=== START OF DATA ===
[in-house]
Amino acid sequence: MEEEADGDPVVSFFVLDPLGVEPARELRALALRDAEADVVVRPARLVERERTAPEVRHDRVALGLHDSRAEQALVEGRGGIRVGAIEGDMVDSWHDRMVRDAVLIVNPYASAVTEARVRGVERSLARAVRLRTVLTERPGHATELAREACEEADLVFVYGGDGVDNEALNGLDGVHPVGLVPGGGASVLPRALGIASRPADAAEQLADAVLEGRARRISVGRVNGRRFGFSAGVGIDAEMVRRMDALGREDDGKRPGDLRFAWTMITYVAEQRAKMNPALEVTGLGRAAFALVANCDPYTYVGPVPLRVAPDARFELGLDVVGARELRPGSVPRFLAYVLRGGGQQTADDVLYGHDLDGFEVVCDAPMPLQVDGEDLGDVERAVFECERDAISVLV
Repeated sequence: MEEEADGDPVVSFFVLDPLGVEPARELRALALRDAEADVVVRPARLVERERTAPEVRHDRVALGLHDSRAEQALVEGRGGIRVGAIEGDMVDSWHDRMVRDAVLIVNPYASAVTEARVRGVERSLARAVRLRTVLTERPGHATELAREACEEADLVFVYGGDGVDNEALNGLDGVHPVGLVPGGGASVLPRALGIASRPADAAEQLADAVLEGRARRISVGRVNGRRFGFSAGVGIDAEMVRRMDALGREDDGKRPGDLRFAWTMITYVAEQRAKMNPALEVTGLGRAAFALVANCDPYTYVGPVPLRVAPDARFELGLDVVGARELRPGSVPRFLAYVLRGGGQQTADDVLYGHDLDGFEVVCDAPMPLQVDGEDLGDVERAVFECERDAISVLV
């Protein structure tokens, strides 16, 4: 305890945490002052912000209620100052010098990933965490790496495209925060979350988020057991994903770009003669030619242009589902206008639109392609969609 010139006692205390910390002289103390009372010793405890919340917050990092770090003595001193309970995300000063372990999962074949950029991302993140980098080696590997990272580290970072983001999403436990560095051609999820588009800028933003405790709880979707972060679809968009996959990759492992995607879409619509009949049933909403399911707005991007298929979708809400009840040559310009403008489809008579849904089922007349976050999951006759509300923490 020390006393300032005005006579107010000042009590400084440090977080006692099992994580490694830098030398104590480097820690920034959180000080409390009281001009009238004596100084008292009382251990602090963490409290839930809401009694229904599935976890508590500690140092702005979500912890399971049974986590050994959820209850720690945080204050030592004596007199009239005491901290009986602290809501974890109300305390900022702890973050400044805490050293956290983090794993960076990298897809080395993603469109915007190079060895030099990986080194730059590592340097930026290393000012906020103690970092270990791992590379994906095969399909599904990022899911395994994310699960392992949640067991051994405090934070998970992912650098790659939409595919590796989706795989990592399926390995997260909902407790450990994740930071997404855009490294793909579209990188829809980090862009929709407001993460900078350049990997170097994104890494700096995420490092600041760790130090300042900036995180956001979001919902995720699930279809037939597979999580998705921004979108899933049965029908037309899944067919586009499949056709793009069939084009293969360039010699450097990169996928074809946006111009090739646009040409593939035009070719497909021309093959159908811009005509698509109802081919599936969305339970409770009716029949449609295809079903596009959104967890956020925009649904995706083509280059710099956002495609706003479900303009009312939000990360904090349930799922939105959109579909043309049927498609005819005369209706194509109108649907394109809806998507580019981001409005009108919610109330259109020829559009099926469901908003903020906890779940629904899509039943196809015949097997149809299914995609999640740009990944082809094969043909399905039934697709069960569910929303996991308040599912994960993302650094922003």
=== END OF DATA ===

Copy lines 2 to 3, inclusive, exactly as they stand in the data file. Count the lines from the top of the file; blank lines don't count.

Amino acid sequence: MEEEADGDPVVSFFVLDPLGVEPARELRALALRDAEADVVVRPARLVERERTAPEVRHDRVALGLHDSRAEQALVEGRGGIRVGAIEGDMVDSWHDRMVRDAVLIVNPYASAVTEARVRGVERSLARAVRLRTVLTERPGHATELAREACEEADLVFVYGGDGVDNEALNGLDGVHPVGLVPGGGASVLPRALGIASRPADAAEQLADAVLEGRARRISVGRVNGRRFGFSAGVGIDAEMVRRMDALGREDDGKRPGDLRFAWTMITYVAEQRAKMNPALEVTGLGRAAFALVANCDPYTYVGPVPLRVAPDARFELGLDVVGARELRPGSVPRFLAYVLRGGGQQTADDVLYGHDLDGFEVVCDAPMPLQVDGEDLGDVERAVFECERDAISVLV
Repeated sequence: MEEEADGDPVVSFFVLDPLGVEPARELRALALRDAEADVVVRPARLVERERTAPEVRHDRVALGLHDSRAEQALVEGRGGIRVGAIEGDMVDSWHDRMVRDAVLIVNPYASAVTEARVRGVERSLARAVRLRTVLTERPGHATELAREACEEADLVFVYGGDGVDNEALNGLDGVHPVGLVPGGGASVLPRALGIASRPADAAEQLADAVLEGRARRISVGRVNGRRFGFSAGVGIDAEMVRRMDALGREDDGKRPGDLRFAWTMITYVAEQRAKMNPALEVTGLGRAAFALVANCDPYTYVGPVPLRVAPDARFELGLDVVGARELRPGSVPRFLAYVLRGGGQQTADDVLYGHDLDGFEVVCDAPMPLQVDGEDLGDVERAVFECERDAISVLV